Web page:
The plan was a good one. A nice short overnight camping trip but it all came to a halt with one wrong step. Sunday morning I received my usual morning greeting from the carrot crew and I served them breakfast. The trailer was hooked up, all the gear was loaded, and Shar loaded readily into the trailer for our adventure. I chose her as I wanted a simple easy overnight trip and she was the most experienced and really loves an adventure. At 9 o'clock we were underway and soon we exited the freeway only to be greeted by a sign that the bridge that we needed to cross was closed. Well, that was alright. The one-way trip would turn into a round trip. We arrived at the trailhead, unloaded, saddled and packed up.
At 10:45 we were underway and what a great ride it was. She was happily trucking down the trail and instead of the wild mare of old, I found she had truly matured into a free moving, wonderful trail horse. She used to be an energetic but fully controllable girl and now I could ride without holding the reins and it was a very relaxing and enjoyable ride. the day promised to be a hot one but I figured to laying in my hammock by one o'clock or so.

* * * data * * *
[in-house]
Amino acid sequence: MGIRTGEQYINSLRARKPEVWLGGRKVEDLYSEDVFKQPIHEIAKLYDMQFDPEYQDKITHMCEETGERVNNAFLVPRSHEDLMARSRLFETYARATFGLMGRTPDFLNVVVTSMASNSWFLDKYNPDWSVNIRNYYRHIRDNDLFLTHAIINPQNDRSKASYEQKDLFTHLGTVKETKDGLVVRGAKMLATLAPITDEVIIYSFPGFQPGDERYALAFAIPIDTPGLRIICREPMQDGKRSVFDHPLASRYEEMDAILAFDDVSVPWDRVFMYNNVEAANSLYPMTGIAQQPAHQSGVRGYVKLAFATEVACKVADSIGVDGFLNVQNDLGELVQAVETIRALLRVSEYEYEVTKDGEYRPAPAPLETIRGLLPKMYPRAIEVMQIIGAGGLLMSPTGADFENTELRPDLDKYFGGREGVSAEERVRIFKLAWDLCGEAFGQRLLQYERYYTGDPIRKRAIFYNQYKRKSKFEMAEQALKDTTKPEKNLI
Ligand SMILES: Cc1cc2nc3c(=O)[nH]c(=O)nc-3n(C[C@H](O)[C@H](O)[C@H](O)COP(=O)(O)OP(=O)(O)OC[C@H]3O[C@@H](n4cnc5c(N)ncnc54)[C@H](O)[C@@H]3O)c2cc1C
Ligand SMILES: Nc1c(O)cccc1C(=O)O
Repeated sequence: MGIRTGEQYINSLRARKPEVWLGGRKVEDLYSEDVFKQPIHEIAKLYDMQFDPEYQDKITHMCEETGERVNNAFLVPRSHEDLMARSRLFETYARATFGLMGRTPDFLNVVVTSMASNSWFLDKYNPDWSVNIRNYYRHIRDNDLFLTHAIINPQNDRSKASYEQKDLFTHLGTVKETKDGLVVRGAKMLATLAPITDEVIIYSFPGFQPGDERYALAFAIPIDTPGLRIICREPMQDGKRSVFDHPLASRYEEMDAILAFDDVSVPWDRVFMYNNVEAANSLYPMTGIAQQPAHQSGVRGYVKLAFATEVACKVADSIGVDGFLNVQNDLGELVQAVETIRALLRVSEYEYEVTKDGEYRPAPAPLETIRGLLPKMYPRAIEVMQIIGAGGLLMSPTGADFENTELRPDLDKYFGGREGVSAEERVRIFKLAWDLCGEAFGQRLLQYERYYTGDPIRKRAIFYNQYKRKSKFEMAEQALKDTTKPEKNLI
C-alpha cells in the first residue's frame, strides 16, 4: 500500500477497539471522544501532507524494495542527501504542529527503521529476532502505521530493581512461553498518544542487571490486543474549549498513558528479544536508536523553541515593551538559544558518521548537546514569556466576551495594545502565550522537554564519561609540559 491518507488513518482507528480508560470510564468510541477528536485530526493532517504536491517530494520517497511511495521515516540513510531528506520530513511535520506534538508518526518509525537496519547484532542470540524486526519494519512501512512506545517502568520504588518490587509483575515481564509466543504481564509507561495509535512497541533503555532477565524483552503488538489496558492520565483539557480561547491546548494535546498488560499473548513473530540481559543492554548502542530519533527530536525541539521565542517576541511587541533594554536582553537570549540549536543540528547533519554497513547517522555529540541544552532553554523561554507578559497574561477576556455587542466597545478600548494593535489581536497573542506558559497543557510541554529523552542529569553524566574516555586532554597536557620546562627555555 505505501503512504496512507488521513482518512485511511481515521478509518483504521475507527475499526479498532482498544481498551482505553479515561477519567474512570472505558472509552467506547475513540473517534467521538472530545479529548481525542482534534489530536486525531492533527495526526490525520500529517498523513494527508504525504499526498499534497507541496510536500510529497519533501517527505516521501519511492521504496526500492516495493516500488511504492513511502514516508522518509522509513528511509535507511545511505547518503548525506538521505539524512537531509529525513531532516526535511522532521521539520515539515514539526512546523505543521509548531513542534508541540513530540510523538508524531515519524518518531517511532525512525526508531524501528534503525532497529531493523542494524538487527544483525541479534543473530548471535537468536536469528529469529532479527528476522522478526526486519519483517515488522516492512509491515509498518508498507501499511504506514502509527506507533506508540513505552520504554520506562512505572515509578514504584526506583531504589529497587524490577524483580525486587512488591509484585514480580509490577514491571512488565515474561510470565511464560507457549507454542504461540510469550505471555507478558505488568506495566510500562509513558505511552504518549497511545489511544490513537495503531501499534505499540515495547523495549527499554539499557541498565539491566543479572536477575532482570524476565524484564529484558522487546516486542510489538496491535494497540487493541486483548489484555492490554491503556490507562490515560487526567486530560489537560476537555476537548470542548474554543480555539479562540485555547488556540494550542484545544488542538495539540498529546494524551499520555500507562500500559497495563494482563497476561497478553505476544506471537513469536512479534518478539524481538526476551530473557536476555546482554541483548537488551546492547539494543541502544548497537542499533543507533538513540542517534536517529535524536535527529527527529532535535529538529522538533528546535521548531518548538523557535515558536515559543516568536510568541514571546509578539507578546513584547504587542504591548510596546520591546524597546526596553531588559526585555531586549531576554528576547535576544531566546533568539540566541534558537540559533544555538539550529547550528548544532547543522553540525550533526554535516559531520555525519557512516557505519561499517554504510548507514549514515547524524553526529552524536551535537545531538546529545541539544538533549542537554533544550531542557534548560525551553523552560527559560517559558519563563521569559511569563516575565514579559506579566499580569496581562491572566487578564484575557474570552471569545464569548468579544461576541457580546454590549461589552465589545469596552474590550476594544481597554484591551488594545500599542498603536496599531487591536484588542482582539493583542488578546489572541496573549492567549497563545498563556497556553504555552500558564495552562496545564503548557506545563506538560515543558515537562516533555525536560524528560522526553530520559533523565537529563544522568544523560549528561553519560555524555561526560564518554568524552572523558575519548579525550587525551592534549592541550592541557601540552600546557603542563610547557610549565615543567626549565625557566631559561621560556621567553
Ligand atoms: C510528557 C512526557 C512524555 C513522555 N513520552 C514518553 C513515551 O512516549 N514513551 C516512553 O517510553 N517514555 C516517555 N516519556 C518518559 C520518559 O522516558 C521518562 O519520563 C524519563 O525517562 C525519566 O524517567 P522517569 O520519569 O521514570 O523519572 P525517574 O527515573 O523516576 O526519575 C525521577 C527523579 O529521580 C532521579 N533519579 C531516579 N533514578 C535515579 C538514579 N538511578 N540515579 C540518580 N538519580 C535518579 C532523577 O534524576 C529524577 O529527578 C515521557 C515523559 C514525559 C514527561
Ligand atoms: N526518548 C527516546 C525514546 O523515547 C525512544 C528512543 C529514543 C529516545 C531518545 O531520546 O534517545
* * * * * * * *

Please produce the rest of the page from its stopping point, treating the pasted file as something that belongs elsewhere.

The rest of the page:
The trail was well marked and in fine condition but started to get a bit rougher. She is an excellent trail horse so while I would have turned around with any of the other horses I knew she could handle it. About a mile farther it was a bit rougher so I dismounted and led her. We were only about a half mile from our destination when the unthinkable happened. The trail was narrow and on a fairly steep hillside. On the downhill side was the Sacramento River and it was deep at this bank and moving fairly swiftly. I was in front of her stepping over a rock when she decided to go around it on the downhill side. The soft bank gave way and down she went. She tried to get her footing and toppled onto a horse size rock landing with her head downhill, head and front feet to the left and hind feet up in the air. She struggled to get up, slid father down the rock, and wedged the saddle and pack between the rocks. I was sure I'd lost her. I leaped down and laid over her to calm her down. Unstrapping the girth I tossed it free and removed the hackamore that was also tied to the saddle horn. Slipping on her halter I went around to the other side of the horse and tried to roll her off the rock. She, of course, struggled to get up, sticking one hoof through the hackamore headstall, slid down the rock and onto another lower rock, pivoted around and was stopped with one her left front hoof hooked to the hackamore still tied to the saddle wedged between the rocks. Sure once more that there was no way she could survive this I hustled to her once more and cut the headstall. Once again she slid down the rock onto another. Now I had a glimmer of hope. Directly below her was a flat stretch with lots of weeds and smaller normal sized rocks. If she landed in this area, had no serious injuries, and didn't continue over the edge into the river, we had a chance. She started to struggle once again and down she went with me siding right with her hoping I could stop her momentum when she landed. The yellow thing in the picture is the broken top from the fly spray and is where she was laying first.